3. Roof over their head or bust. Have you thought about where the arrested individual is going to ultimately live? Start thinking about it. In many cases, families have reached a point where they are unwilling to take in their loved one anymore due to ongoing problems when they do. That is totally understandable, but the Court is going to always want to know where a person is going to live, especially in these cases. It has to be a stable environment, and has to be in place with an identifiable address, or chances of getting bond are slim to none in all but the less serious offenses. Besides that, having no solid landing pad for an arrestee after release from jail and/or treatment is an invitation to going AWOL. Living situation is often the most difficult piece of my cases, as bridges have so often been burned to the extent that a solid residence is elusive. So, having that in place before making a serious run for a bond is very important.

So, Should I or Should I Not?


Let me be clear once again, there is no clear answer here. I think the knee-jerk reaction from anyone on the outside looking in would be "How can you possibly consider not posting bond for your kid (or other loved one)?" But for those who are in the middle of it, we know it isn't that simple. Frustration, concern, logic, and other feelings and emotions play into the decision, and every case is nuanced based on history, previous incidents, nature of symptoms, substance abuse and more. Get them out, and we might be looking at the same dangerous situation we had been trying for years to prevent. Leave them in and they languish in a traumatic environment with little to no treatment intervention. Not an easy call.


Then comes that common refrain: "She needs treatment, not jail." I can't count the number of times I've heard this from families; almost every time. And each and every time I feel the helplessness in their voices. And, I think finding empowerment in these situations means accepting a basic premise of mental health challenges: absent a willingness to engage from the participant, on some level, mental health treatment is largely ineffective.


I say this not to ring a note of despair, but to have you change your paradigm some. The process of guiding a loved one to treatment is a psychological dance, and treatment can't be effectively imposed upon someone who doesn't want it. That means that before you make your decision regarding posting bond one way or another, you have to accept that success doesn't initially come from the outside (that is, the provider of treatment); rather, it comes from some glimmer of acceptance from your loved one wrestling with these challenges and some modicum of willingness to engage in treatment services.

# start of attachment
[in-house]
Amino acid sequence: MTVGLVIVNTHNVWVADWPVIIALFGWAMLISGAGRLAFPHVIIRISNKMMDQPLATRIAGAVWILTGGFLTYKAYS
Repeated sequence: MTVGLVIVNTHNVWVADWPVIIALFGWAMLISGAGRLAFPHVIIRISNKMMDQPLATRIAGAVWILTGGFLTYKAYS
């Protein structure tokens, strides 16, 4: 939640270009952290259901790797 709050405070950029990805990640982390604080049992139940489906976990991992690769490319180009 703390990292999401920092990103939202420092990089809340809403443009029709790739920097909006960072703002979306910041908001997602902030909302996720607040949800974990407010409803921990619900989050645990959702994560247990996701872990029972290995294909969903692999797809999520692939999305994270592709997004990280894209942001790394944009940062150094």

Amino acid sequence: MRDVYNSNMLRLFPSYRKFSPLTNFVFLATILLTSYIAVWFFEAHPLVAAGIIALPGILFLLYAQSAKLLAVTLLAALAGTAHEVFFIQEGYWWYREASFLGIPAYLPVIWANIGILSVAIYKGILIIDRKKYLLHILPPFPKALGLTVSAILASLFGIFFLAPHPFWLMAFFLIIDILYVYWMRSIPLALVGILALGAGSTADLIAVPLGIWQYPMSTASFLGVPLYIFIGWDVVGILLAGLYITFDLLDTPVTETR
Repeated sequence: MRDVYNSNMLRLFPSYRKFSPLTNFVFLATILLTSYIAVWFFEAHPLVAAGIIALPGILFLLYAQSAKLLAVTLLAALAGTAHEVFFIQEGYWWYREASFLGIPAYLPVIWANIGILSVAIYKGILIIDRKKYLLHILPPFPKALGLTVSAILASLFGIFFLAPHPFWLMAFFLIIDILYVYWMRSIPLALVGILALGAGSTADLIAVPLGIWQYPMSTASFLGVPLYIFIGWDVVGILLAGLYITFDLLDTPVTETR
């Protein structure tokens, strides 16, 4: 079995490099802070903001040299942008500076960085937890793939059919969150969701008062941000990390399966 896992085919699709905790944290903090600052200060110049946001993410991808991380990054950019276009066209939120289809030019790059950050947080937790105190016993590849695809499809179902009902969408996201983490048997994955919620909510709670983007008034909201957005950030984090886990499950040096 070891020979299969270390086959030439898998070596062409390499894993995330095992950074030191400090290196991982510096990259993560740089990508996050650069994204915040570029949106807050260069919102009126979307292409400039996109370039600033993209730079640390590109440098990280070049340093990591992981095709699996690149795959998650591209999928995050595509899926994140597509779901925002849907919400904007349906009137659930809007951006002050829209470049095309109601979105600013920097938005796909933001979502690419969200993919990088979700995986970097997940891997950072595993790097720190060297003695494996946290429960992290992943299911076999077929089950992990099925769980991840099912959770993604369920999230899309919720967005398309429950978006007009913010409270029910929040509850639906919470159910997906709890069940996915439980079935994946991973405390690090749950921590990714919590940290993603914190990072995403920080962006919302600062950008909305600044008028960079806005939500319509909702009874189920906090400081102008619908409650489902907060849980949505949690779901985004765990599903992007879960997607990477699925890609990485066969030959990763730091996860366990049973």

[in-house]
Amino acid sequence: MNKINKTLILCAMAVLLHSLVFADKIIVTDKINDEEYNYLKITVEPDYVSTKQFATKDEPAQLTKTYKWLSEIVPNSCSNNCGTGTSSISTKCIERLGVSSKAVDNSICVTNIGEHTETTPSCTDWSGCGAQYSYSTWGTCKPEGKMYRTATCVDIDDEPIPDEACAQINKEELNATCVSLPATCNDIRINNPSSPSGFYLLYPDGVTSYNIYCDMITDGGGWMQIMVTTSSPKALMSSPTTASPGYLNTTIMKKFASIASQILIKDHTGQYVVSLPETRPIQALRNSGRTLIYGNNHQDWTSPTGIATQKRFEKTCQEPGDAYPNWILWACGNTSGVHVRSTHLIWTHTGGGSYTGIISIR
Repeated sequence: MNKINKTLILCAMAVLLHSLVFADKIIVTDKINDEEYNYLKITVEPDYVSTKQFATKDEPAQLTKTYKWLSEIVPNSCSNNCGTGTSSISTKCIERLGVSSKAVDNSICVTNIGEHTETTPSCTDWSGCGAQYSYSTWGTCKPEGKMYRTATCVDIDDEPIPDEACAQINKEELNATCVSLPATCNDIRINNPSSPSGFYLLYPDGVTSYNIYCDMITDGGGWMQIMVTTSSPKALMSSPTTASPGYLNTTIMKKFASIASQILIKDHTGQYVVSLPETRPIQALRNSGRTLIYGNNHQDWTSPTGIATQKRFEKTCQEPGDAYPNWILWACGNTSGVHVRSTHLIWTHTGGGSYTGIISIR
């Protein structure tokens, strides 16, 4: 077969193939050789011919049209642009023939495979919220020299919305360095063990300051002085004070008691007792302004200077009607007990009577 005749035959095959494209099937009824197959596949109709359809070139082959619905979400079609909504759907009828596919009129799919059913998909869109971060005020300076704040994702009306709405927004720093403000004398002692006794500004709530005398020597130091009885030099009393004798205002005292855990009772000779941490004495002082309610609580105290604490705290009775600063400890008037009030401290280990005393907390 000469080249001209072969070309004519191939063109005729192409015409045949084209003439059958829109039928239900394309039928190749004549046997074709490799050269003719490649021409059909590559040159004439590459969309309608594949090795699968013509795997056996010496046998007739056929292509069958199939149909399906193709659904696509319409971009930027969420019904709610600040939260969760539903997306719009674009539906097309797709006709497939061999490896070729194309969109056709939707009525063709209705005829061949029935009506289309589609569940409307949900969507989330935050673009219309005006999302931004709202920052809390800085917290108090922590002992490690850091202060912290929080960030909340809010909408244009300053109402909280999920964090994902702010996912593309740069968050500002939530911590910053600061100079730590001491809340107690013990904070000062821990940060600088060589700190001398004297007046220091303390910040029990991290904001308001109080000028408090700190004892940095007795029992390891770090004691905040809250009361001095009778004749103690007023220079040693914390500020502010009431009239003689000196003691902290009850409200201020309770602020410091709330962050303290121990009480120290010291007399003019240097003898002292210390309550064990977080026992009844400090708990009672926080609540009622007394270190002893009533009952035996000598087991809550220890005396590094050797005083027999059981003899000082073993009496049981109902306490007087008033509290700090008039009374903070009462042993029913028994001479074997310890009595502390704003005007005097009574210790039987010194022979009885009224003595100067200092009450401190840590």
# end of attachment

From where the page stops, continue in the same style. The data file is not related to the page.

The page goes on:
So, you might ask, does this mean I need my child begging for help and excited to go to a hospital and take medications before I can be confident that his release won't end in disaster? Of course not. It is the rare instance in which I have a client who's level of insight into his challenges is one conducive to hitting the ground running. I liken it to getting my fingers in the window that the individual has slammed shut. A tiny crack of acceptance, a glimmer of willpower, a hint of desire. If I can get there, I try to run with it.

The process of getting to this place is a matter for an entirely separate post, or rather a litany of posts, but my point is that if you have no hint of that, or if it is apparent that it is completely manufactured, then just prepare yourself for the likelihood of a bumpy ride. On the other hand, if you can get your fingers under that window, strike while the iron is hot.


Again, this willingness to engage treatment services doesn't have to be robust, and likely won't be. Jail can understandably provide some leverage, as no one wants to be in jail, but I think it's important to emphasize with your loved one that this is less about getting out of jail and more about positive change in his or her life. Focusing on the potential positives of treatment, rather than the consequences of failing to engage it (i.e. going back to jail), seems to be more effective, in my experience. In any event, it is the starting point that feeds into other considerations. For instance, having the Court incorporate specific requirements regarding treatment into a bond order can provide some structure and accountability for the individual, but it isn't by itself the answer. Sometimes, reporting requirements to pretrial services (kind of like probation while on bond) can be particularly helpful in both attaining a bond and for accountability purposes, that is if the county offers those services (larger ones typically do). You're just trying to help lay the foundation for something better, to tap into and reinforce that modicum of desire, and to help make it less likely that release turns into a crash and burn.